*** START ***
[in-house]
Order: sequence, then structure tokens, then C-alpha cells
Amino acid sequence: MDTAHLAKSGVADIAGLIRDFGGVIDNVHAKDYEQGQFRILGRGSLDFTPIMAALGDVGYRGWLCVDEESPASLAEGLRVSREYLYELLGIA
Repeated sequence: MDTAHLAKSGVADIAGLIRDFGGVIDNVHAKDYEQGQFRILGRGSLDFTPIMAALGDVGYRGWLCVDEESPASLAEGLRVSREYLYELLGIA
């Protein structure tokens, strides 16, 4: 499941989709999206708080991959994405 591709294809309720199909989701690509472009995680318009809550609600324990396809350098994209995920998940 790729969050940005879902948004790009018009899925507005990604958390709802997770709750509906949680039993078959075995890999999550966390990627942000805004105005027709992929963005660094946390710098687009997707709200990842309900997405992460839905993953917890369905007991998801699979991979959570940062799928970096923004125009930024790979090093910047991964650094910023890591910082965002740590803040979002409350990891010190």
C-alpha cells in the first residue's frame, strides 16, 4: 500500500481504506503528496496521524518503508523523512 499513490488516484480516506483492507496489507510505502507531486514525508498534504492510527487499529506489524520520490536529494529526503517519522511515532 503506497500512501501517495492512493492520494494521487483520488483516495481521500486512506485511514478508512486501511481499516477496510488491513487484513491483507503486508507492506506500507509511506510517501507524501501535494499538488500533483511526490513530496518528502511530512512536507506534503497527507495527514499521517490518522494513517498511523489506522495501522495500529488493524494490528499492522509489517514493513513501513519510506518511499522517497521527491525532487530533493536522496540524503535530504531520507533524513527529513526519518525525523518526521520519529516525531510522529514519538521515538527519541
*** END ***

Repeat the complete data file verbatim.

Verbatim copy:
[in-house]
Order: sequence, then structure tokens, then C-alpha cells
Amino acid sequence: MDTAHLAKSGVADIAGLIRDFGGVIDNVHAKDYEQGQFRILGRGSLDFTPIMAALGDVGYRGWLCVDEESPASLAEGLRVSREYLYELLGIA
Repeated sequence: MDTAHLAKSGVADIAGLIRDFGGVIDNVHAKDYEQGQFRILGRGSLDFTPIMAALGDVGYRGWLCVDEESPASLAEGLRVSREYLYELLGIA
């Protein structure tokens, strides 16, 4: 499941989709999206708080991959994405 591709294809309720199909989701690509472009995680318009809550609600324990396809350098994209995920998940 790729969050940005879902948004790009018009899925507005990604958390709802997770709750509906949680039993078959075995890999999550966390990627942000805004105005027709992929963005660094946390710098687009997707709200990842309900997405992460839905993953917890369905007991998801699979991979959570940062799928970096923004125009930024790979090093910047991964650094910023890591910082965002740590803040979002409350990891010190």
C-alpha cells in the first residue's frame, strides 16, 4: 500500500481504506503528496496521524518503508523523512 499513490488516484480516506483492507496489507510505502507531486514525508498534504492510527487499529506489524520520490536529494529526503517519522511515532 503506497500512501501517495492512493492520494494521487483520488483516495481521500486512506485511514478508512486501511481499516477496510488491513487484513491483507503486508507492506506500507509511506510517501507524501501535494499538488500533483511526490513530496518528502511530512512536507506534503497527507495527514499521517490518522494513517498511523489506522495501522495500529488493524494490528499492522509489517514493513513501513519510506518511499522517497521527491525532487530533493536522496540524503535530504531520507533524513527529513526519518525525523518526521520519529516525531510522529514519538521515538527519541